OCTOBER 2003, VOL. 51, NO. 10
The joy of spending time with people one
cares about is a solid foundation for self
care. Scheduling time with those who
encourage laughter and feeling good about
one's self Is a proactive use of supportive
individuals in one's life.
lives. By simplifying, there is less to clean, tend, and
maintain and more time for other activities.
Eating simpler foods with less processing and time
consuming preparation is also a positive response.
Choosing raw fruits and vegetables, drinking milk or
water, eating fruit for dessert, and eating smaller portions
more frequently are all healthy alternatives.
Adding movement in simple ways such as climbing stairs; parking the car farther away; or turning on
music and dancing to relieve boredom, anger, sadness,
or just to express joy are simple activities that bring
positive results.
Being discerning about the number of electronic
devices, methods of communication, and the amount of
time spent can simplify life and free time.
Developlng Comic Vision
Do nurses laugh enough? When was the last time the
staff had a good laugh together? To have the energy to see
the humorous side of life, occupational health nurses
need to nurture their sense of humor with play. It can be
effective to take time as a group to make a list of things
each person in the group likes to do for fun. Each person
in a group can choose one fun activity to pursue just for
fun and then write a contract, "I (name) promise to (list
one fun thing to commit to do), by (2 weeks from current
date), Signed (signature)."
Building Support Systsms
How can occupational health nurses nurture personal and professional relationships, take time to make new
friends, and remain connected to old ones? The joy of
spending time with people one cares about is a solid
foundation for self care. Scheduling time with those who
encourage laughter and feeling good about one's self is a
proactive use of supportive individuals in one's life.
It is important for occupational health nurses to pay
attention to special moments of connection and be open
to a change in plans to make room for others. They can
elicit the support of friends in making positive behavior
change. They can problem solve about challenges. They
can voice their frustration and receive the mercy of a
friend or intimate partner who assures them they are
loved just the way they are. When they assess their sup-
Sample Holistic Self Care Plan
For Your Body
Love your body just as it Is and take care of it.
Move your body. Turn on music, twirl, sway, swing your arms, touch your toes. Go to a driving range and hit some golf
balls. Feel the joy of full range of motion. Take a walk.
Pamper your body. Use peppermint foot cream to soothe tired feet. Try aromatherapy. Schedule a massage or ask for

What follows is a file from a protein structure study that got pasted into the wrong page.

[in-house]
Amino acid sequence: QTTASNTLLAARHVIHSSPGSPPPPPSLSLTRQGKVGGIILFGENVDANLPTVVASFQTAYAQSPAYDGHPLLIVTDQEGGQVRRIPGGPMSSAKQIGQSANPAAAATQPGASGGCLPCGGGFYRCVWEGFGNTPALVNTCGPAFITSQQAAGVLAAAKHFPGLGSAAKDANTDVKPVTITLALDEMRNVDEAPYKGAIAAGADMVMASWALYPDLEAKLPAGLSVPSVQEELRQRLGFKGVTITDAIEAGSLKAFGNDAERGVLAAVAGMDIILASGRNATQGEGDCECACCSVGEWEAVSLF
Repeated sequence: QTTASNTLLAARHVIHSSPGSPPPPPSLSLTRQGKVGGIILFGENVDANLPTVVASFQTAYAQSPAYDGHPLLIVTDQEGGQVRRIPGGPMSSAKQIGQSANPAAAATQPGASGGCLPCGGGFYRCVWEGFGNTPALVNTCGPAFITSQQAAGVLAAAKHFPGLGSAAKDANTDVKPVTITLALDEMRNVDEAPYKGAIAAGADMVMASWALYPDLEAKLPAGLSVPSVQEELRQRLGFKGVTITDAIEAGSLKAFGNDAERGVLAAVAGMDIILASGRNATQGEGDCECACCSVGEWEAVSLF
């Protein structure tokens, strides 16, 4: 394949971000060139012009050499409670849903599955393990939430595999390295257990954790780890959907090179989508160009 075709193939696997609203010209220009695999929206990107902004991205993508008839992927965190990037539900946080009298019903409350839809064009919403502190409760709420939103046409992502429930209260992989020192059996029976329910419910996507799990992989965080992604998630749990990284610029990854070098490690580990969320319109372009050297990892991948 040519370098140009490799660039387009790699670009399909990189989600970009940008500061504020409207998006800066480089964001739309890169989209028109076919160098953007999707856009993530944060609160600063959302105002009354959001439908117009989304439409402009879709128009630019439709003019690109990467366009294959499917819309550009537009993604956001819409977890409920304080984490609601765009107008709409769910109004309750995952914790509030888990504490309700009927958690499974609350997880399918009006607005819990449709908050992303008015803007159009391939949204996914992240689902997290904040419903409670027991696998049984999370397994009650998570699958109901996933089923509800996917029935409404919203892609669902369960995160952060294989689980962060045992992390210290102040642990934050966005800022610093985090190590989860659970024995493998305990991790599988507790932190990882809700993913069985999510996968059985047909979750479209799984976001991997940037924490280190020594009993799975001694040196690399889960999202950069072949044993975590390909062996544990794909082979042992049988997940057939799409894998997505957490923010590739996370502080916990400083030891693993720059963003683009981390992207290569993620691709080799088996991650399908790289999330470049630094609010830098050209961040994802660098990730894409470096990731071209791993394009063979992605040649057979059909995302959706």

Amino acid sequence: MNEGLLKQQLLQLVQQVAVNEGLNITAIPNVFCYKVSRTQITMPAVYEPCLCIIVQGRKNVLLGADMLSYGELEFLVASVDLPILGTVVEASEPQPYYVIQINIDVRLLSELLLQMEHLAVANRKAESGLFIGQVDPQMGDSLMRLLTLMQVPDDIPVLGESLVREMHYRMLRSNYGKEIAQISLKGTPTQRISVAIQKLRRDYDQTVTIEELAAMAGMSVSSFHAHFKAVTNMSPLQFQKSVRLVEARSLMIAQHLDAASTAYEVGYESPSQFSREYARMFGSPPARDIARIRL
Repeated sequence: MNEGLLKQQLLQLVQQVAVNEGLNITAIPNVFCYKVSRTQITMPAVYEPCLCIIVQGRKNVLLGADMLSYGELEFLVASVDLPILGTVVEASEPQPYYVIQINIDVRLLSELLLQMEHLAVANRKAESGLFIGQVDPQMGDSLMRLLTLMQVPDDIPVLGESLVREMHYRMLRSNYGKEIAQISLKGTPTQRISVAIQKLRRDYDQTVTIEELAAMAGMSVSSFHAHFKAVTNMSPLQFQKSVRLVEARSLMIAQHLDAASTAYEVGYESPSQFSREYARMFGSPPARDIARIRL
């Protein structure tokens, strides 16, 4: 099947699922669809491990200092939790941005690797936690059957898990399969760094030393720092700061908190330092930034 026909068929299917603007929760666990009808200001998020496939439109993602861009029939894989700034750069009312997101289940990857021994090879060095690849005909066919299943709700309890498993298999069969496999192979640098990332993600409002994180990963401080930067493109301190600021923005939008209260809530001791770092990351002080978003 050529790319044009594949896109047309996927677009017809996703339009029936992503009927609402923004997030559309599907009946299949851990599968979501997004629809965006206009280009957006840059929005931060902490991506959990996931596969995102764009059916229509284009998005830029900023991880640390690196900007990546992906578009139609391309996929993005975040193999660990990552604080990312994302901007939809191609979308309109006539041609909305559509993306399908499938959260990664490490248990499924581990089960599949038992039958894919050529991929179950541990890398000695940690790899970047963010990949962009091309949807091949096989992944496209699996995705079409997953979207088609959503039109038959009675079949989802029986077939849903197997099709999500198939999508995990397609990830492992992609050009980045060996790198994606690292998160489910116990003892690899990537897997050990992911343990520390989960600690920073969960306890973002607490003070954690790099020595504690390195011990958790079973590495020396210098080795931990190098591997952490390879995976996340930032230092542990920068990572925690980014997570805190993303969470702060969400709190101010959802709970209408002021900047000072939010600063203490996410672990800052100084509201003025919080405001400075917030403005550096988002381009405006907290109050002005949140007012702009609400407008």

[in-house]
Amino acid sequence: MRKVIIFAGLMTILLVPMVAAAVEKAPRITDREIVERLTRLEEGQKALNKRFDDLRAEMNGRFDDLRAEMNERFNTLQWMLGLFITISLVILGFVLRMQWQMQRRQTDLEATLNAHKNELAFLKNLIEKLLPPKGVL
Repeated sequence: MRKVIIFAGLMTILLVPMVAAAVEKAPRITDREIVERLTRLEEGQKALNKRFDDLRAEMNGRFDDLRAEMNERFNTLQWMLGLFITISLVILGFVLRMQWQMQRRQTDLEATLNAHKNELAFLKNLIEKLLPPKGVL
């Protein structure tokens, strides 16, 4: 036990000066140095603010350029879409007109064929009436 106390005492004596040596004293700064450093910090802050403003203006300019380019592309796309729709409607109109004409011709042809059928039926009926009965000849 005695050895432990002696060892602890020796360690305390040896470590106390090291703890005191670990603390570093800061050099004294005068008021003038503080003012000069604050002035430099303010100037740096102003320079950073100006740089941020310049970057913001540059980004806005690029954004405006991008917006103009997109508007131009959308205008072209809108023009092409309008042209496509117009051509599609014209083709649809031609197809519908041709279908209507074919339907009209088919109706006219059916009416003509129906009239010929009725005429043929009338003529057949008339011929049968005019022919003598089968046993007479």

massage gift certificates for special occasions.
Feed your body. Choose healthy foods and eat more slowly. When you indulge, slow down and savor the food.
Rest your body. Create a bedtime ritual and cue your body and mind that it is time to rest. Adopt a favorite afghan, quilt,
or robe. Children respond to comfort rituals and these can be soothing for adults as well.
For Your Mind
Stimulate your mind. Listen to an audio book on the way to work. Take a field trip to the library and browse. When you
are curious about a topic search the Internet for information. Commit to the goal of being a lifelong learner to keep
your brain alert and your life Interesting.
Quiet your mind. Try silence. Sit In a comfortable position. If stray thoughts come into your mind, just acknowledge
them and let them go without judgment.
Humor your mind. Play on purpose. Put something fun to do on your calendar. See a movie. Dig in the garden. Make a
picnic and Invite a friend. Take a trip to a store that sells funny greeting cards and laugh out loud. Visit a pet store and
hold a kitten or puppy. Visit a toy store and buy a toy for yourself. Play cards or a board game and listen to music.
For Your Spirit
Soothe your spirit. Take time for quiet reflection, meditation, or prayer. When you awaken early In the morning with
anxiety, think of the acronym F.E.A.R. for Forgetting Everything is All Right. Start a gratitude list.
Feed your spirit. Read Inspirational or spiritual material to start your day. Even 5 to 10 minutes can make a difference.
Try reading something inspirational. Consider how you can set the intention for a peaceful day. Take time to enjoy a
cup of herbal tea in a beautiful cup or special mug and drink it sitting down.
Nurture your spirit. Find peace in nature. See the sunrise or sunset at least once a week. If you cannot get to a beautiful